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  6. You make a lot of really great points here! I definitely agree that much of the meaning of Zong! is in the unconventional arrangement of words and letters, and “in the sound it makes,” as you said. The way that the words and letters are spread out in Zong! #1, for instance, made me think of the ocean, which of course made me think about the slaves who were drowned, ostensibly, “for want of water.” Seeing the words with that imagery in mind made the poem feel really poignant for me, even though the words themselves seemed confusing. Throughout all of the poems in Zong!, Phillip takes the horrifyingly dispassionate words used in the Zong case and rearranges them, interrupts them, and repeats them in ways that make it impossible to ignore the reality of what happened on the Zong ship and the reality of slavery.

    -Marjorie Eyong

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  7. You really made a good point when you emphasized that this poem is really not a logical poem. The style of the poem reflects the subject of the poem very well. Slavery is not a very logical either. The fact that the poem is written with separation between words provides a choppy nature to it, possibly related to the choppy nature of the ocean related to the ship. I like that you said that Zong! becomes a eulogy for the deaths of many who had to undergo this experience. I think it is very true.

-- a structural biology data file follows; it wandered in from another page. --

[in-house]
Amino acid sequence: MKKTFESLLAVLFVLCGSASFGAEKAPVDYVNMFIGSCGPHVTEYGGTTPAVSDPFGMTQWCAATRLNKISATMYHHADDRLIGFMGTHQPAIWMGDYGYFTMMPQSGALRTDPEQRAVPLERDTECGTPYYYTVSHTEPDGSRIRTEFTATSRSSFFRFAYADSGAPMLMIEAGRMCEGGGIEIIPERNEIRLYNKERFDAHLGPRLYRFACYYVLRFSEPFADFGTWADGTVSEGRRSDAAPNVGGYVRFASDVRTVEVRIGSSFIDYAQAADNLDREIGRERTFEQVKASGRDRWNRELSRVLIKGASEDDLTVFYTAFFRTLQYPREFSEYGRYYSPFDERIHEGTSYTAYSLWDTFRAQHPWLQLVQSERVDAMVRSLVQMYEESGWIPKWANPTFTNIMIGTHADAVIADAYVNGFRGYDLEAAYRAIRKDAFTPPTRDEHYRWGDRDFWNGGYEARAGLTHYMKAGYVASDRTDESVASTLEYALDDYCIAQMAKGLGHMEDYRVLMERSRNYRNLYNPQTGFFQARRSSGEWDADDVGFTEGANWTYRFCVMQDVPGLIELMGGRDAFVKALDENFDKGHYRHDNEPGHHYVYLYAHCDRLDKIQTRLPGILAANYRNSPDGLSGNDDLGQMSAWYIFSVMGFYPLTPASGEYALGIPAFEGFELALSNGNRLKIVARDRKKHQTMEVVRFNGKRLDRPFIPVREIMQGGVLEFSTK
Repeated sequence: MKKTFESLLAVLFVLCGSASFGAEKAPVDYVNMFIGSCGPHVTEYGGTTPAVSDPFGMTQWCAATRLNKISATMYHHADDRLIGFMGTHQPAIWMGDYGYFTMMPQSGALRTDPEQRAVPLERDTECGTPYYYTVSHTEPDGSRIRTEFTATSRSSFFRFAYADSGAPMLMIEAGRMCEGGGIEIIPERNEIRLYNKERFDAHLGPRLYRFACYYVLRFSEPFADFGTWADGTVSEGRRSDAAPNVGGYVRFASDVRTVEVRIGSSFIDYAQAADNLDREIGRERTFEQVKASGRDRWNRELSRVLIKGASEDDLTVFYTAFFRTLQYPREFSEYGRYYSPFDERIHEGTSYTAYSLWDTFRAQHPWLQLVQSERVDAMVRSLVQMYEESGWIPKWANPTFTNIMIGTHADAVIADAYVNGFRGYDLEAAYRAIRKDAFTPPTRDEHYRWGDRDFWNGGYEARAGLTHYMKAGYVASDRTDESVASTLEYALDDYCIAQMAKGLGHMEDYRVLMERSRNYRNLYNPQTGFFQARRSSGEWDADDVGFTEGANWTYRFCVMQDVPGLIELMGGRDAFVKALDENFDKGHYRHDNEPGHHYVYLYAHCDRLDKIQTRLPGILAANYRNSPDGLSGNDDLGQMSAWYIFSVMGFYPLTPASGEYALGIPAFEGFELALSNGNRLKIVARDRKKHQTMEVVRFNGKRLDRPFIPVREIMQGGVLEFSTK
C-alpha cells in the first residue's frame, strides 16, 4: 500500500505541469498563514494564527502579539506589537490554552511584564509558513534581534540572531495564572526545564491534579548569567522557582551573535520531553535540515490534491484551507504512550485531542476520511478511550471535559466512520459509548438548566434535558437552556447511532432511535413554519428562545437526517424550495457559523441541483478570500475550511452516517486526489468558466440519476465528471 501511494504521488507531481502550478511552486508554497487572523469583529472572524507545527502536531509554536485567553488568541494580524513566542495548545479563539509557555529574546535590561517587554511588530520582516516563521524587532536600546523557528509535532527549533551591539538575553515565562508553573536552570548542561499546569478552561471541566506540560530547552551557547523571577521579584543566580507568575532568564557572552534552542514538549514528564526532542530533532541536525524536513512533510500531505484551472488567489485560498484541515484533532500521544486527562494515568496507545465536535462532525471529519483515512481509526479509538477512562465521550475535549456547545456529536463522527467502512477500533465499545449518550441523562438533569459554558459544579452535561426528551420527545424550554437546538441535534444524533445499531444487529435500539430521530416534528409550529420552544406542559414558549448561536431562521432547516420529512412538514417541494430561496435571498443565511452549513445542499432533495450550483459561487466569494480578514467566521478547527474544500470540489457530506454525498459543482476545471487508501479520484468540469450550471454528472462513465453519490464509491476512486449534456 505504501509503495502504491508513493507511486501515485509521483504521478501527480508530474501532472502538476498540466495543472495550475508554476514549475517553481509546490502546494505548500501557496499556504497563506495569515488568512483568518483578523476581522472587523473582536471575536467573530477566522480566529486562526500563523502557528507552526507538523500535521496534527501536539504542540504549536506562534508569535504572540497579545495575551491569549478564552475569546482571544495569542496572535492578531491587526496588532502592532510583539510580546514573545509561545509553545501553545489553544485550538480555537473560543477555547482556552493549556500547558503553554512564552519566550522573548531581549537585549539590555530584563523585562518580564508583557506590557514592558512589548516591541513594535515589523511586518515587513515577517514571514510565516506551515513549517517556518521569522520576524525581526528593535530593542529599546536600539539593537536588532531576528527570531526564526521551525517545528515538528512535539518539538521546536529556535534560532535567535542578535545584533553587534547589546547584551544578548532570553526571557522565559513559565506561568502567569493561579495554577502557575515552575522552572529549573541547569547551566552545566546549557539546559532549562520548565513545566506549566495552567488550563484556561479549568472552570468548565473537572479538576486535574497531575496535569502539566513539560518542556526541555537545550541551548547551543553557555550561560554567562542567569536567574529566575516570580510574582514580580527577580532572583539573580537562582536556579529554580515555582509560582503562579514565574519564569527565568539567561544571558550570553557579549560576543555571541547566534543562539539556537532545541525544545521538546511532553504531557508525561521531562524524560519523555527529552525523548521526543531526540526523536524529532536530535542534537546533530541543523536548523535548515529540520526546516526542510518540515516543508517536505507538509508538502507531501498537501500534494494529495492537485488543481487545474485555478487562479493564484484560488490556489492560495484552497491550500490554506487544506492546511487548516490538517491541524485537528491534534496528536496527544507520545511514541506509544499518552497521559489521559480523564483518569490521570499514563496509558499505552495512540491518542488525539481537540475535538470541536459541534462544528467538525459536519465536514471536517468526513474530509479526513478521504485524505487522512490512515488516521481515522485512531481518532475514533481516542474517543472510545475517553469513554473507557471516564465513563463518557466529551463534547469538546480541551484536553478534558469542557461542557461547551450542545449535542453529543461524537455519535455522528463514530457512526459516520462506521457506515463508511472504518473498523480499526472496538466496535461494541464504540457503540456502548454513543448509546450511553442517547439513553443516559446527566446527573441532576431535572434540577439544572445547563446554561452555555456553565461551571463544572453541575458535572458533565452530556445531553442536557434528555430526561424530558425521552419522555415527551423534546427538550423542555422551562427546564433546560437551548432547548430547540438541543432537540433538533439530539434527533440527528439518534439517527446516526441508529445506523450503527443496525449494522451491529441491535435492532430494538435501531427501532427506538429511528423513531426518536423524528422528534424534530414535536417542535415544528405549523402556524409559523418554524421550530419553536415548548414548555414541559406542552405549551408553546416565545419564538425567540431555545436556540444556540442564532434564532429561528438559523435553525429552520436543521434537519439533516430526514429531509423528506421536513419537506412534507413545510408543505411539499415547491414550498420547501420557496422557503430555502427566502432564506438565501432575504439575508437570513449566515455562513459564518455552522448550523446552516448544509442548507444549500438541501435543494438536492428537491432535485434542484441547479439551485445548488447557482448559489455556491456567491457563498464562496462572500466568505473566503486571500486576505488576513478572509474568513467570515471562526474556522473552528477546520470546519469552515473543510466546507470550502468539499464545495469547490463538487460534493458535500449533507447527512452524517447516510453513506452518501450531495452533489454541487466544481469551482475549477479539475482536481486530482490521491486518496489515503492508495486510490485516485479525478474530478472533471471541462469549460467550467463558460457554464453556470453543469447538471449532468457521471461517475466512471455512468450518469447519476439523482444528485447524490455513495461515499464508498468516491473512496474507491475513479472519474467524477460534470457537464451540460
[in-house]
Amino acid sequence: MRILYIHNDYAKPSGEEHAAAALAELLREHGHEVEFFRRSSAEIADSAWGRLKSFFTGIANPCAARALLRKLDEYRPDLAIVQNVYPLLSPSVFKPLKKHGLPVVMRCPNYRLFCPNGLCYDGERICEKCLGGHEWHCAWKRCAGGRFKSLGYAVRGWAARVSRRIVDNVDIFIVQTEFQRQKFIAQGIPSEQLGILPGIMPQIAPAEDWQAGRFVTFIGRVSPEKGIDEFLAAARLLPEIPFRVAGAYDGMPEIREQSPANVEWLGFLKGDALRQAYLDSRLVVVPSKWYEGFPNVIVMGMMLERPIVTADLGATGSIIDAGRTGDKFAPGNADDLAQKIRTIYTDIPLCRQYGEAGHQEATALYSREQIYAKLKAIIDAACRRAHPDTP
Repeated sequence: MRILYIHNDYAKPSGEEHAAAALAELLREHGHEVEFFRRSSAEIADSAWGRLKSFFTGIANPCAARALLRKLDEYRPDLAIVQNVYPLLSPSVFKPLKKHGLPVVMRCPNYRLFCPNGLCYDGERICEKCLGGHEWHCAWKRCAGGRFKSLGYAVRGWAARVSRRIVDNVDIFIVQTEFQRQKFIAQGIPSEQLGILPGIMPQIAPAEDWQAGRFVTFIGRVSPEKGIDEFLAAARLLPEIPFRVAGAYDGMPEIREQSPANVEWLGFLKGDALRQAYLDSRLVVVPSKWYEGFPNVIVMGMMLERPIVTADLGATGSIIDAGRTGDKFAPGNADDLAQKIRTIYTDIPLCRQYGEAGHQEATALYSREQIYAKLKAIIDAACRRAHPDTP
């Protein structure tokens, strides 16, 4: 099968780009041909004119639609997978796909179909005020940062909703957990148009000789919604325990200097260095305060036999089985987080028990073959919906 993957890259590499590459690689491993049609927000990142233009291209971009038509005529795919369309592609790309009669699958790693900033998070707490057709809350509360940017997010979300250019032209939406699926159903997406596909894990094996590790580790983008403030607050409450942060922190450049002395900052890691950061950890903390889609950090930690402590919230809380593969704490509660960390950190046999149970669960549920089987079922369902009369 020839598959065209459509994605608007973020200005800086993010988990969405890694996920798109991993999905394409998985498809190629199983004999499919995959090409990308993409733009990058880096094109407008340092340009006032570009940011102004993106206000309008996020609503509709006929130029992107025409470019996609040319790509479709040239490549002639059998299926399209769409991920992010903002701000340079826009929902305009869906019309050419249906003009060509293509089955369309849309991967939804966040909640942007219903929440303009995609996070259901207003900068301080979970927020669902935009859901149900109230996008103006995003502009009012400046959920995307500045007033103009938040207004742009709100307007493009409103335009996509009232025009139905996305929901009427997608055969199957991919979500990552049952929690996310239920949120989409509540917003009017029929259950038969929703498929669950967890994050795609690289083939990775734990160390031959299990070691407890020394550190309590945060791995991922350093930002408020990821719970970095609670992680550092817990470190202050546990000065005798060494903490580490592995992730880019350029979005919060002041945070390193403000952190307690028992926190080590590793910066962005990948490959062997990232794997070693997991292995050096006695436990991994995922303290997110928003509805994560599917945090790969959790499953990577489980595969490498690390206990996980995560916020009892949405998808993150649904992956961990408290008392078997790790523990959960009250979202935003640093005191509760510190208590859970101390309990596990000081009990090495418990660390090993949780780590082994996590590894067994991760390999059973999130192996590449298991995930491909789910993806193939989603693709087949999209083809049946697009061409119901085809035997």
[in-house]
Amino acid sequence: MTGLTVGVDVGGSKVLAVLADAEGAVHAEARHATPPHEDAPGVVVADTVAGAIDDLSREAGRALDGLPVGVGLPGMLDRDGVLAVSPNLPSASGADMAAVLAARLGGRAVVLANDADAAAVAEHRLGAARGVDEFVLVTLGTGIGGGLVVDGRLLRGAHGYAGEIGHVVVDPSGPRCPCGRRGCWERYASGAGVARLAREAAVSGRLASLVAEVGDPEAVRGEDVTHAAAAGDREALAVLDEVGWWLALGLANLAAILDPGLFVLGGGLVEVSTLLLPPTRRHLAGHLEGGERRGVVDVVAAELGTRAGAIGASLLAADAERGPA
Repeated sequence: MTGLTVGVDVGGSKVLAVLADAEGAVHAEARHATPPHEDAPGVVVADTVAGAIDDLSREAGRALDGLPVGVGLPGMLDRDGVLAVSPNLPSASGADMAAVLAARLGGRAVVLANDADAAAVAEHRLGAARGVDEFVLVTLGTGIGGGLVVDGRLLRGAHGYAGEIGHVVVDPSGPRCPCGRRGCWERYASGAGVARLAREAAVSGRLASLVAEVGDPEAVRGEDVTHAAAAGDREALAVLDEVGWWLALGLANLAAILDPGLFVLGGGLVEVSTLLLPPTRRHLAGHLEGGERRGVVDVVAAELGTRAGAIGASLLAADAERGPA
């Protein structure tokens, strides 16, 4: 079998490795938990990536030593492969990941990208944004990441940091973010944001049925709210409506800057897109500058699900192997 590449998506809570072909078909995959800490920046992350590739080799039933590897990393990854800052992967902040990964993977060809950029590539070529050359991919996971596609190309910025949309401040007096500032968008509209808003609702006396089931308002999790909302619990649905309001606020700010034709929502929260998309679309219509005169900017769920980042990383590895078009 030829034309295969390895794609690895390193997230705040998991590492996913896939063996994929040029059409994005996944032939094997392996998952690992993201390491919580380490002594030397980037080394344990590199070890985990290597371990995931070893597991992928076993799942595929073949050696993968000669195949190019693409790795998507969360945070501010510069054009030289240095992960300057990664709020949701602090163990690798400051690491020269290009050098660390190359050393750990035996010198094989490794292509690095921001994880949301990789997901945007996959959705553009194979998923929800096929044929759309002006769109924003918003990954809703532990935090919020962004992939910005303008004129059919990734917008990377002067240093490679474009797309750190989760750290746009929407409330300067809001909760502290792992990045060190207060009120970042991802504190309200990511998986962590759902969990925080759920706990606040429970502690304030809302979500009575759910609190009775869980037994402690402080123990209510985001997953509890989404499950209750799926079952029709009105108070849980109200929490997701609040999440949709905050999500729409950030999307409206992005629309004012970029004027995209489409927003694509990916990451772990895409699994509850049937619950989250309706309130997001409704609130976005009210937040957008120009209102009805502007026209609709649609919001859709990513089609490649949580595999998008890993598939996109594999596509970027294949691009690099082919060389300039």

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  8. Slavery, obviously a very big part in American history, is still, like you said a very big issue all over the globe. However, the idea of treating another human as a commodity that can be traded, mistreated, and disposed of, is disgusting and very illogical. When reading the poems and then the story I found that it was much easier to understand the choppiness and the style of the poems after reading the story. I also really enjoyed the fact that you noticed “Zong!” was an onomatopoeia, that was something that I would have not have noticed myself. I took that idea in as I read through the story and I found that I was making several connections to the title. One reoccurring theme that I notice throughout the story was the words, “There is not telling this story; it must be told,” I noticed this sentence a few times and I believe it is true because if this story is never told, we can never learn from the mistakes made in the past and the mistakes that are still being made. Without this story never being told we can not change out actions.

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  9. First I would like to acknowledge that I have not been particularly fond of “impact-poetry” in the past. How ever I think the circumstances surrounding this poem are the perfect conditions for this style. I think that the intention of this style was to set-up an uneasy and chaotic pretense for the series as a whole. The first “Zong!” to me should not be interpreted by examining specific letters and words, but rather looked at as a whole with one simple impact – frenzy. The word frenzy is mentioned several times throughout the series and I think the first zong exemplifies this perfectly. Fragments, gaps between clusters of letters – nonsense. What this style of poetry allows for is the illustration of the horrific circumstance it’s based around. Something so maddening and ridiculous that it cannot be properly expressed through textual explanation. Great analysis.